Regular exercise promotes safe mobility for people affected by stroke, multiple sclerosis, and other disability related health conditions. It is also important for the prevention of falls among older people. Recent research investigates the use of indoor technology such as virtual reality (VR) and games to support and motivate regular exercise. Other research considers the use of mobile and wearable technology to track and promote exercise within the home and outdoors. In this paper we propose an approach that uses ideas from both contexts to develop a more persistent connected health system for encouraging more enduring exercise associated behaviour change. We utilise gameful design principles and play research to blend home-based VR and Serious Games with wearable, mobile tracking and reminder system approaches that are integrated into activities of daily living. In particular, we utilise ideas about the Invisible Playground from play theory to frame our interactive multi-modal exercise system. Our hypothesis is that by establishing a gamified, information rich feedback loop between structured system based exercise indoors and tracked activities of daily living outdoors, that motivation to exercise regularly may be improved. In this paper we summarise key relevant literature, discuss the Invisible Playground, and present the system architecture, APPRAISER, which will be used for the system development.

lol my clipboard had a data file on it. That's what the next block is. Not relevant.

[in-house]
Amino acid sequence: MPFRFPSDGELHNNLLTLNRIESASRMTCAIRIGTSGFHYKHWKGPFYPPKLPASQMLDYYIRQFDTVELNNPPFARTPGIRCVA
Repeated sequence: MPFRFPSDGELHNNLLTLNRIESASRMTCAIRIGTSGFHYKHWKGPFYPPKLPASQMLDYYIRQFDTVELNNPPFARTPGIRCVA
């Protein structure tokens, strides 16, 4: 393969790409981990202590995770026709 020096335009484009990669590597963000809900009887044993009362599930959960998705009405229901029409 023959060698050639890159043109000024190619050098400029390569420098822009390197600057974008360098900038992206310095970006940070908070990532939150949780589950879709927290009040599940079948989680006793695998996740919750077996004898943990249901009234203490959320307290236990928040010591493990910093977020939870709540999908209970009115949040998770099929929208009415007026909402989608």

|Title of host publication||Unknown Host Publication|
|Publisher||University of Reading|
|Number of pages||4|
|Publication status||E-pub ahead of print - 20 Sep 2016|
|Event||11th International Conference on Disability, Virtual Reality & Associated Technologies - Los Angeles, California, USA ∼ September 20-22, 2016|
Duration: 20 Sep 2016 → …
|Conference||11th International Conference on Disability, Virtual Reality & Associated Technologies|
|Period||20/09/16 → …|
- virtual reality
- invisible playground
- activities of daily living.
Chaponneau, G., Holmes, D., Charles, DK., McClean, S., Morrow, PJ., & McDonough, SM. (2016). Application of Invisible Playground Theory to Assistive Technology Design for Motivating Exercise Within Activities of Daily Living. In Unknown Host Publication University of Reading. http://centaur.reading.ac.uk/66645/8/ICDVRAT2016_Full_Proceedings_11th%20_Conf.pdf